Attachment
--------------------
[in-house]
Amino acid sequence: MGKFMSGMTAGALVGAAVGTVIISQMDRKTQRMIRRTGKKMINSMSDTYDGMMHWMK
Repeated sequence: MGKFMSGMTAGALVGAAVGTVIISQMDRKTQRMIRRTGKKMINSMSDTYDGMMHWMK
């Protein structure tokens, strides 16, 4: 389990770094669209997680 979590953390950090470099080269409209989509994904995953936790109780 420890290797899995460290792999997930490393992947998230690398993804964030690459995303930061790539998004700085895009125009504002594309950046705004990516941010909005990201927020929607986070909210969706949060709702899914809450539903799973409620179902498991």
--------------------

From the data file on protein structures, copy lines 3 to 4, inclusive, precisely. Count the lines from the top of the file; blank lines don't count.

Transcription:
Repeated sequence: MGKFMSGMTAGALVGAAVGTVIISQMDRKTQRMIRRTGKKMINSMSDTYDGMMHWMK
């Protein structure tokens, strides 16, 4: 389990770094669209997680 979590953390950090470099080269409209989509994904995953936790109780 420890290797899995460290792999997930490393992947998230690398993804964030690459995303930061790539998004700085895009125009504002594309950046705004990516941010909005990201927020929607986070909210969706949060709702899914809450539903799973409620179902498991």